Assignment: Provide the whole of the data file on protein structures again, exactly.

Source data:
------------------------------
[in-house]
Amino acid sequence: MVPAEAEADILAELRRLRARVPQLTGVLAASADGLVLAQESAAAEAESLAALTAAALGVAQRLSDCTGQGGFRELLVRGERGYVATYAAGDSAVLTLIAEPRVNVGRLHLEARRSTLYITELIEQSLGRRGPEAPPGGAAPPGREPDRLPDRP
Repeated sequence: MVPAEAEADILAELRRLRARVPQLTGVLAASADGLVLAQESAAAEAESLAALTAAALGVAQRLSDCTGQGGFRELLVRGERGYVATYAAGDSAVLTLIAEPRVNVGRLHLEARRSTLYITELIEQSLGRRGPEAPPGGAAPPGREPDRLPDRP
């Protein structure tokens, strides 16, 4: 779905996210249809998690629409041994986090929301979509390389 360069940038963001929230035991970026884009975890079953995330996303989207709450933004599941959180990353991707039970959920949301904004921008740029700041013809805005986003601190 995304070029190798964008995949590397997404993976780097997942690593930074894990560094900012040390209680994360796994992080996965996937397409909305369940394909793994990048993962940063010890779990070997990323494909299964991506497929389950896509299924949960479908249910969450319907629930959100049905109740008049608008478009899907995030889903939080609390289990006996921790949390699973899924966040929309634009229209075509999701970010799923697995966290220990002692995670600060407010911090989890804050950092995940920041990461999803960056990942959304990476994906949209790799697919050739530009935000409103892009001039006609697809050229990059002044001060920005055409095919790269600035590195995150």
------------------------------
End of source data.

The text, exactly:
[in-house]
Amino acid sequence: MVPAEAEADILAELRRLRARVPQLTGVLAASADGLVLAQESAAAEAESLAALTAAALGVAQRLSDCTGQGGFRELLVRGERGYVATYAAGDSAVLTLIAEPRVNVGRLHLEARRSTLYITELIEQSLGRRGPEAPPGGAAPPGREPDRLPDRP
Repeated sequence: MVPAEAEADILAELRRLRARVPQLTGVLAASADGLVLAQESAAAEAESLAALTAAALGVAQRLSDCTGQGGFRELLVRGERGYVATYAAGDSAVLTLIAEPRVNVGRLHLEARRSTLYITELIEQSLGRRGPEAPPGGAAPPGREPDRLPDRP
């Protein structure tokens, strides 16, 4: 779905996210249809998690629409041994986090929301979509390389 360069940038963001929230035991970026884009975890079953995330996303989207709450933004599941959180990353991707039970959920949301904004921008740029700041013809805005986003601190 995304070029190798964008995949590397997404993976780097997942690593930074894990560094900012040390209680994360796994992080996965996937397409909305369940394909793994990048993962940063010890779990070997990323494909299964991506497929389950896509299924949960479908249910969450319907629930959100049905109740008049608008478009899907995030889903939080609390289990006996921790949390699973899924966040929309634009229209075509999701970010799923697995966290220990002692995670600060407010911090989890804050950092995940920041990461999803960056990942959304990476994906949209790799697919050739530009935000409103892009001039006609697809050229990059002044001060920005055409095919790269600035590195995150």